Hay Roast Chicken and Morel Mushrooms

Hay Roast Chicken
I don’t recall how I first heard about cooking things in hay but I saw an episode of a show with Tom Kerridge in it on the BBC that reminded me recently.

“Now that right proper grub” he said (or something like that, probably) in his West Country twang.

I was a little sceptical to be honest. I love the smell of cut grass and hay, it reminds me of growing up at home playing in the woods and fields at the back of the house, but to flavour meat? Hmm.

It certainly looks the part – chicken, baking parchment and straw – this is hipster heaven. I believe Mr Kerridge added some cider to his but I stuck with some chicken stock I had in the freezer. Chicken simmered in chicken stock: it’s pretty chicken-ey.

I’m not sure about the hay effect, but then I did use greaseproof baking parchment to cover the meat as I didn’t have enough muslin cloth left to do the job, maybe it did too good a job job of separating the bird and the hay. I find whole chicken a sod to flavour at the best of times though – get past the skin and it’s a often a fairly bland affair even after days of marinading.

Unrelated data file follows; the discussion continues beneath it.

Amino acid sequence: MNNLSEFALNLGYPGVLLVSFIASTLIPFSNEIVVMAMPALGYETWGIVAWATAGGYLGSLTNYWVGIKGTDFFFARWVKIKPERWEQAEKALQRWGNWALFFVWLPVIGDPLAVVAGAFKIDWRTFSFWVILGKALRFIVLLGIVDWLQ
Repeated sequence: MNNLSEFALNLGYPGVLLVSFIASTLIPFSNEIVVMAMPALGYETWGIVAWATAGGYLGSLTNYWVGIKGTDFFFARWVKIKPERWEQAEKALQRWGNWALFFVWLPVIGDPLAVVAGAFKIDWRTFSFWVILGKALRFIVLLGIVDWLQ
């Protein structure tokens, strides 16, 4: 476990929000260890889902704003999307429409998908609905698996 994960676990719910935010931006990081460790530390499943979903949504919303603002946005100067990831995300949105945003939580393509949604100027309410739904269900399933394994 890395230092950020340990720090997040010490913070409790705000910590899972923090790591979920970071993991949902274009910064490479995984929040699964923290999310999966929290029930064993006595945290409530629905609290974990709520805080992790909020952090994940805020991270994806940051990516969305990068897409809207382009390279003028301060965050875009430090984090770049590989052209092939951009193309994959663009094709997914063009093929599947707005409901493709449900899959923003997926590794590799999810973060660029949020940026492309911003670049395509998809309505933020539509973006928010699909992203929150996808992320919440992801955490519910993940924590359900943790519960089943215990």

The flavour, almost sweet and nutty, was definitely more noticeable from the bottom half, where it came in contact with the hay and the stock, so it was probably my fault for not being organised enough with the equipment. I’ll do this again one day.

To serve it I had some nice morel mushrooms, mixed cabbage and a reduction made from the cooking liquor with a little Muscat for good measure. Hay or not, this was a nice dish mind you and it made it a bit of fun for the kids. Lastly, to go with the theme, some shoestring fries – they kind of look like hay you see…..

Serves 3-4:

  • 1 whole chicken. Preferably one happily running around freely before it met it’s maker.
  • A few handfuls of hay.
  • 6 garlic cloves. Unpeeled and bashed with the side of a knife.
  • 3 bay leaves
  • A few sprigs of thyme
  • Muslin cloth (preferably not the parchment I used here).